DUBAI (Reuters) – Humanitarian agencies say a possible U.S. designation of Yemen’s Houthi group as a foreign terrorist organisation would prevent life-saving aid to the conflict-riven country, where fears of famine are rising.
Washington sees the group, which controls northern Yemen and its most populated areas, as an extension of Iranian influence in the region. President Donald Trump’s administration has been threatening to blacklist the group, sources have told Reuters, as part of its “maximum pressure” campaign against Tehran.
Over the past few weeks concern has risen among humanitarian groups that such a designation might be imminent, sources said.
Two separate sources told Reuters around a dozen American aid workers had left the country this week. Other sources said an informal note had been sent to American aid workers last week, in anticipation of potential safety concerns in Houthi-controlled areas.
U.N. spokesman Stephane Dujarric declined to comment on security issues, though he said there had been some “basic rotations of staff.”
When asked about the possible Houthi designation, he said he would not comment “on something that is yet to happen,” but added: “The growing risk of famine in Yemen underlines the need for us to continue to have access …. The humanitarian situation in Yemen has never been worse.”
Aid agencies worry their work would be criminalised. The Houthis – also called Ansar Allah – are the de facto authority in northern Yemen and humanitarian organisations have to get their permits to carry out aid programmes, as well as work with ministries and local financial systems.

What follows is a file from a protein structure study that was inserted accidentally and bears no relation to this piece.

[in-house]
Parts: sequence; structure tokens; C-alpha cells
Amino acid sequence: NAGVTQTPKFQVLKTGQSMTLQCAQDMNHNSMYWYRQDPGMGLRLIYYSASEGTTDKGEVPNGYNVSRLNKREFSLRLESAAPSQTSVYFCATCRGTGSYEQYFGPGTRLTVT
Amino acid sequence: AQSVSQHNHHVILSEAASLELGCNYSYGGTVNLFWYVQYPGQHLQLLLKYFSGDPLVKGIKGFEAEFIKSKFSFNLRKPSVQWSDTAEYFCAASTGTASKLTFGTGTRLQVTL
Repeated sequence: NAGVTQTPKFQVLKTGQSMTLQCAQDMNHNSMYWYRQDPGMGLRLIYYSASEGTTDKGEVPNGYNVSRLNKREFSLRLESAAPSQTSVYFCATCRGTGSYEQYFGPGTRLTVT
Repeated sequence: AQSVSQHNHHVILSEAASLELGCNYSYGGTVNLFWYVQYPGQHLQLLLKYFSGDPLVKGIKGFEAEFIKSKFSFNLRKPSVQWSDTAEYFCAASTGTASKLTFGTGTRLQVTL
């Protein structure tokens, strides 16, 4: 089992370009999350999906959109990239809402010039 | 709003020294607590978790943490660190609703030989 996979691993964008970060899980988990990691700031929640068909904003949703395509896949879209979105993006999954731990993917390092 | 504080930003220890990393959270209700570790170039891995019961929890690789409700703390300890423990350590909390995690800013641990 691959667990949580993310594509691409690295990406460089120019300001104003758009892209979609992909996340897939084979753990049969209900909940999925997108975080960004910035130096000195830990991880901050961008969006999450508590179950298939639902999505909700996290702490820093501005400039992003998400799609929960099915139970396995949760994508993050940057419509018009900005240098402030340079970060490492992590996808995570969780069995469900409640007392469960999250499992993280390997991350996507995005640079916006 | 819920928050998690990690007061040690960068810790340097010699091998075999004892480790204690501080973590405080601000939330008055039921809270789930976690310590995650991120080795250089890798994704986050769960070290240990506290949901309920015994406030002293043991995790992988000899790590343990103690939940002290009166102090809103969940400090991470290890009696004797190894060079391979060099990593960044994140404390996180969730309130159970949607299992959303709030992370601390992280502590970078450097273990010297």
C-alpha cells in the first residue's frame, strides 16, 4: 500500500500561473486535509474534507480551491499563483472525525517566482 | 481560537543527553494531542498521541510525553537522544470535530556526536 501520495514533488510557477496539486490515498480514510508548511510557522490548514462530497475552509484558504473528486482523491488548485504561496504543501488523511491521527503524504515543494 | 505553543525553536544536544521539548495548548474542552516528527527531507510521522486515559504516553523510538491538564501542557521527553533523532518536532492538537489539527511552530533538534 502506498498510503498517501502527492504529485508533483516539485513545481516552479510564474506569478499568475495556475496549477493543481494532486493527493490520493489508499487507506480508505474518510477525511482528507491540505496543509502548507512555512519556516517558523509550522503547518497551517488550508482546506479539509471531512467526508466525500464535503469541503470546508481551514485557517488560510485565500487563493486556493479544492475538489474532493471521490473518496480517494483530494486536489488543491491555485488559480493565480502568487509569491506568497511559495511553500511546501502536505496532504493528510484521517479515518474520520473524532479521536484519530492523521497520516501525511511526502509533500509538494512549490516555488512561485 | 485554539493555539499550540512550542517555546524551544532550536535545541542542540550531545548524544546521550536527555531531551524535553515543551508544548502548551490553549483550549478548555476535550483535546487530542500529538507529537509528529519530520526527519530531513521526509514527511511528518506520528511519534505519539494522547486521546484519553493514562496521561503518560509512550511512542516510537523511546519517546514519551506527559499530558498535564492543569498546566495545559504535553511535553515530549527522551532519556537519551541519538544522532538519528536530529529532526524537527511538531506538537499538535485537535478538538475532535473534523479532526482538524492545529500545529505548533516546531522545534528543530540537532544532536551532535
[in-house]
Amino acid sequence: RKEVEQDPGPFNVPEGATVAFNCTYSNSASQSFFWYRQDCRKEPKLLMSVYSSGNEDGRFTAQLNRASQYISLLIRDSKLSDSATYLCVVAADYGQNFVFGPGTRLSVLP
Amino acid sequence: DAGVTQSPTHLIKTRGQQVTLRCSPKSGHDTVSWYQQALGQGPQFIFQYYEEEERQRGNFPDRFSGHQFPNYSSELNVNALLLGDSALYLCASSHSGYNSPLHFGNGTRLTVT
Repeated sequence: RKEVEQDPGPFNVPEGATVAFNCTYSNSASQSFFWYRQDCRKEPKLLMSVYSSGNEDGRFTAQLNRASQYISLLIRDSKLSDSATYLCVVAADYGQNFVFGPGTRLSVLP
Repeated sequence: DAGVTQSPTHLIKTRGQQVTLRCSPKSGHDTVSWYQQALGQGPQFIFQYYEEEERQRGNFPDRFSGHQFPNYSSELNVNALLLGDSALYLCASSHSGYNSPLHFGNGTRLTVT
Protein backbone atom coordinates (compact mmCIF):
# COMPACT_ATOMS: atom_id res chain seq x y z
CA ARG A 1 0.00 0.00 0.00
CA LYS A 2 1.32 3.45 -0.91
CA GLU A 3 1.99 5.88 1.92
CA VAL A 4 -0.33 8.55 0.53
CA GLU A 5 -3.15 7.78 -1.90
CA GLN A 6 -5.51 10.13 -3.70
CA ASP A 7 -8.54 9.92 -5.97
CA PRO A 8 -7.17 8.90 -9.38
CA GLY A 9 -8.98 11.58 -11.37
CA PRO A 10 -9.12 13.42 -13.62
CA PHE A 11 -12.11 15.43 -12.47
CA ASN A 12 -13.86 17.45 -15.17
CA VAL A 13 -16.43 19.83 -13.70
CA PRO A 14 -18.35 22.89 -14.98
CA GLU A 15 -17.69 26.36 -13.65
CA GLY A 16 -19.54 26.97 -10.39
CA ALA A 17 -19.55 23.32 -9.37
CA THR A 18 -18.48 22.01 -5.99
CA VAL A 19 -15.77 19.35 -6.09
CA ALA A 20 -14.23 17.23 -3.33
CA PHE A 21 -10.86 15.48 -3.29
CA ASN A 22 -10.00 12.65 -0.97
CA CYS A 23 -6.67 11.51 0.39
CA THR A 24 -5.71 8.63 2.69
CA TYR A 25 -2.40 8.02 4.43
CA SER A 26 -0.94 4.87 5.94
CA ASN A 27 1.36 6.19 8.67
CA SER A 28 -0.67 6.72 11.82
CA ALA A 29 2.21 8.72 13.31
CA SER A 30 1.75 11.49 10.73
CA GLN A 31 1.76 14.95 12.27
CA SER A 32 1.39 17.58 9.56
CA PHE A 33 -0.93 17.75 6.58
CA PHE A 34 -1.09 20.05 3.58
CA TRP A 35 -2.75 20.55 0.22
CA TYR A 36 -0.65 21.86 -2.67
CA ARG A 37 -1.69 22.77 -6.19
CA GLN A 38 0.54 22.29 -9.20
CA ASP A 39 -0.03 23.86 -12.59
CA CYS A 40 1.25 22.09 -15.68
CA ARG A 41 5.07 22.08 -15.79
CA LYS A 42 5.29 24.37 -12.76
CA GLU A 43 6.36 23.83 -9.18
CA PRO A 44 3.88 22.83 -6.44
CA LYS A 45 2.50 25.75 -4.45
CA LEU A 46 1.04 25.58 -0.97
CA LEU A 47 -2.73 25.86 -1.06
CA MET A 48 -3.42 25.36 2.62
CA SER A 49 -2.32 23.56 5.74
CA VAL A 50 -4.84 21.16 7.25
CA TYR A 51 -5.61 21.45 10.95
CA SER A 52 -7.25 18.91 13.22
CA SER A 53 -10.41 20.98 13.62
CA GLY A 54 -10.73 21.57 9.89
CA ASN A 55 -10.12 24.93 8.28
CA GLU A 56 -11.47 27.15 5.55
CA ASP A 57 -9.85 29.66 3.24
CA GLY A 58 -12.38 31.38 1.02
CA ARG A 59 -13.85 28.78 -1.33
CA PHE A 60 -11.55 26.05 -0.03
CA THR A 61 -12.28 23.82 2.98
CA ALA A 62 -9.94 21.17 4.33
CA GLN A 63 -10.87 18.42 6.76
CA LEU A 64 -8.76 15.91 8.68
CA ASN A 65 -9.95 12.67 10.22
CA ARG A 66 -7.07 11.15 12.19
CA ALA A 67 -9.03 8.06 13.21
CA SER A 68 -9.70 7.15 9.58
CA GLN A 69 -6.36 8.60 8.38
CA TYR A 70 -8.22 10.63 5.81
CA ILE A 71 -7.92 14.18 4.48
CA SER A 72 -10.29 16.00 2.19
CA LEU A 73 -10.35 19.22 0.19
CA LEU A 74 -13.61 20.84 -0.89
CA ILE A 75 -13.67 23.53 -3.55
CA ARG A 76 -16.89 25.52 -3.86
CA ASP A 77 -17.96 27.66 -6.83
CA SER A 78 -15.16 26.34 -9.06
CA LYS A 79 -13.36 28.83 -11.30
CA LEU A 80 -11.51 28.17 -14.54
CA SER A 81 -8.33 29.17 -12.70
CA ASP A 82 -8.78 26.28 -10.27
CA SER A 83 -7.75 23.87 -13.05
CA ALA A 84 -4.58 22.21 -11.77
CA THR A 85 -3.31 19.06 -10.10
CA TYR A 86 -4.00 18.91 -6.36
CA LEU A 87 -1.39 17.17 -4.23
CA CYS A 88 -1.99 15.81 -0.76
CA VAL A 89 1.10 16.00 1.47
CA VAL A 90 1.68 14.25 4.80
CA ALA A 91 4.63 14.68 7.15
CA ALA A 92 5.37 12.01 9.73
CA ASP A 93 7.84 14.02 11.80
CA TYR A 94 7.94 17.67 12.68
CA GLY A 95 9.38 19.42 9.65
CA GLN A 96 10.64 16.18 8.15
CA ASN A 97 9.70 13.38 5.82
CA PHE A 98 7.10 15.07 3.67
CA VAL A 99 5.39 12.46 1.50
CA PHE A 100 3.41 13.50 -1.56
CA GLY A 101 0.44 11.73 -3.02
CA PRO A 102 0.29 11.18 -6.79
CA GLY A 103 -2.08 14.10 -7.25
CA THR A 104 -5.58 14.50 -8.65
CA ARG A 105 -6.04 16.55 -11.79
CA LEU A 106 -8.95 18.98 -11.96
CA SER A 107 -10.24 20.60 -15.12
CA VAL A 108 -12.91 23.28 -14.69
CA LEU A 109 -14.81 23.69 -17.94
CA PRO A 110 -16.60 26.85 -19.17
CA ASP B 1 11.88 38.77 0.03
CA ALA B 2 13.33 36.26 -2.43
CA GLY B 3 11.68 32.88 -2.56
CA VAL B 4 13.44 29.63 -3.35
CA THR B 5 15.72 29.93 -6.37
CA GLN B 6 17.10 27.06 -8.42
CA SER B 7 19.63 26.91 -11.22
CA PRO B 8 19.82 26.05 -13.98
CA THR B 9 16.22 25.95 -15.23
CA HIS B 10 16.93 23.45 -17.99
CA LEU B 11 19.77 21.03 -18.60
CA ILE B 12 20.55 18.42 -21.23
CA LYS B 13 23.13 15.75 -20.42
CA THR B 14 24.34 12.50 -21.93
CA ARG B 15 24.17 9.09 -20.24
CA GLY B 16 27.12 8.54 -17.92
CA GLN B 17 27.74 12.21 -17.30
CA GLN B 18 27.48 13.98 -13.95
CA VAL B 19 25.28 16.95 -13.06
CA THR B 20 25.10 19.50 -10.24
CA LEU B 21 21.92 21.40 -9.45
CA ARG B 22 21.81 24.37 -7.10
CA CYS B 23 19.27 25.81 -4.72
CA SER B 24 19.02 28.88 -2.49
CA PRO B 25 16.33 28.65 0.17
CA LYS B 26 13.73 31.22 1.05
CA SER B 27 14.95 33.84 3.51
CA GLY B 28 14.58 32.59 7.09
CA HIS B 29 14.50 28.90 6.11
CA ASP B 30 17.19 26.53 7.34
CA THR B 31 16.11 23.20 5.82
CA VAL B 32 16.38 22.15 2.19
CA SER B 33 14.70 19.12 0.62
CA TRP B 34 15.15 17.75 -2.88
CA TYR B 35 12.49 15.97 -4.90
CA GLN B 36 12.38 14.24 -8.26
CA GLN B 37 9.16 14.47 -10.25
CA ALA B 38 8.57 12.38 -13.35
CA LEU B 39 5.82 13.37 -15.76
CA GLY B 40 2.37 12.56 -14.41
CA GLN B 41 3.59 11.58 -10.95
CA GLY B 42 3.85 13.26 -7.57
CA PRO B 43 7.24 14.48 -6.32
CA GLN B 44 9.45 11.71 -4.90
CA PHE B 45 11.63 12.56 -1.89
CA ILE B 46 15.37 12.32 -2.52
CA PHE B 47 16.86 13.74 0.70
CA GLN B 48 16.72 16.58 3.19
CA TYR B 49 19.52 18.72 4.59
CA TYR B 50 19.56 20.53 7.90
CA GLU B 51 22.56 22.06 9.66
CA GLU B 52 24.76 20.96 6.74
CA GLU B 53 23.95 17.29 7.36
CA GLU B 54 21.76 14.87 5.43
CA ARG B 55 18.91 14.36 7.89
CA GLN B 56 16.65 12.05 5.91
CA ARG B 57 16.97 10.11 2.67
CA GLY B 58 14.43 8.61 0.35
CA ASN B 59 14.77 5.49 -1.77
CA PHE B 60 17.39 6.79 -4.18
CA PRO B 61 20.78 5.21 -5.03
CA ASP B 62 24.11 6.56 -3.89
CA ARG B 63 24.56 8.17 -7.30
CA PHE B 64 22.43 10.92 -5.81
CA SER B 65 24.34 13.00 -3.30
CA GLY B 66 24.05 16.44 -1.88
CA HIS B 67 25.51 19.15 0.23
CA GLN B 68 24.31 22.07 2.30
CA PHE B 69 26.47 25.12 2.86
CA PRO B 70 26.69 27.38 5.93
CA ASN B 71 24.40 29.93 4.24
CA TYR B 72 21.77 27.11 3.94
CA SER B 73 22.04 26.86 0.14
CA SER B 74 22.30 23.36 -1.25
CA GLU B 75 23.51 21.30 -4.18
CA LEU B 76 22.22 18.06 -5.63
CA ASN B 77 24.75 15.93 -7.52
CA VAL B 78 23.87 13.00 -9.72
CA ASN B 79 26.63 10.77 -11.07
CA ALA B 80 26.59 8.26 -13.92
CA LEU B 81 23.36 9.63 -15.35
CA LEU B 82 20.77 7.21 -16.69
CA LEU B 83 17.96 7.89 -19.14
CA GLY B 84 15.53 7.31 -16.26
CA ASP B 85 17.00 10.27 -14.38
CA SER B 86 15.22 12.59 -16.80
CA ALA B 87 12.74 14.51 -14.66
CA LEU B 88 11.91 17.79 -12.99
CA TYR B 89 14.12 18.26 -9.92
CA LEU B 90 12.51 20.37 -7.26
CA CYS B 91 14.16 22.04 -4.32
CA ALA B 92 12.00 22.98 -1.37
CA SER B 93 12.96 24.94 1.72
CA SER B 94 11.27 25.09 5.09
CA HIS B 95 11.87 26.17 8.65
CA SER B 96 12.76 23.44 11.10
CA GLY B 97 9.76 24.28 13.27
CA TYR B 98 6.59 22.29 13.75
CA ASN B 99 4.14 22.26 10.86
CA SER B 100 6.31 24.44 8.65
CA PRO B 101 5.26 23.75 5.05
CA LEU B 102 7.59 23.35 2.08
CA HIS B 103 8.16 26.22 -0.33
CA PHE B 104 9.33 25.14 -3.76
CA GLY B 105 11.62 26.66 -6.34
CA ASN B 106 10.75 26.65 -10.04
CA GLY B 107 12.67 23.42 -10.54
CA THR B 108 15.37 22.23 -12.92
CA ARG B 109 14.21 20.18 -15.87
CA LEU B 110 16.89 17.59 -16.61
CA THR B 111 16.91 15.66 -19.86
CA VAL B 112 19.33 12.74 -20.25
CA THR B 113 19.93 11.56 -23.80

Should the U.S. government proceed, it should also issue a ‘General License’ that ensures humanitarian groups can still work with Houthi authorities and provide aid, said Jan Egeland, a former U.N. aid chief who now heads the Norwegian Refugee Council (NRC), which works in Yemen.
“We must be able to negotiate access for our aid and protection of civilians with all sides to all conflicts,” he said.
The U.N. describes Yemen, already poor before almost six years of war, as the world’s biggest humanitarian crisis, with 80% of the population reliant on aid.
This year the coronavirus pandemic, economic decline, floods, escalating armed conflict and a severe aid funding shortage have again raised the possibility of famine.
“A potential designation is coming at a time of unprecedented need … but our ability to respond is diminishing,” said the NRC’s Sultana Begum from Yemen.
Aid workers also worry a designation – with the increased burden on banks’ compliance mechanisms – would impact Yemenis’ access to financial systems and remittances from abroad, as well as complicating imports and raising goods prices further.
(Reporting by Lisa Barrington; Additional reporting by Michelle Nichols; Editing by Alexandra Hudson and Mark Potter)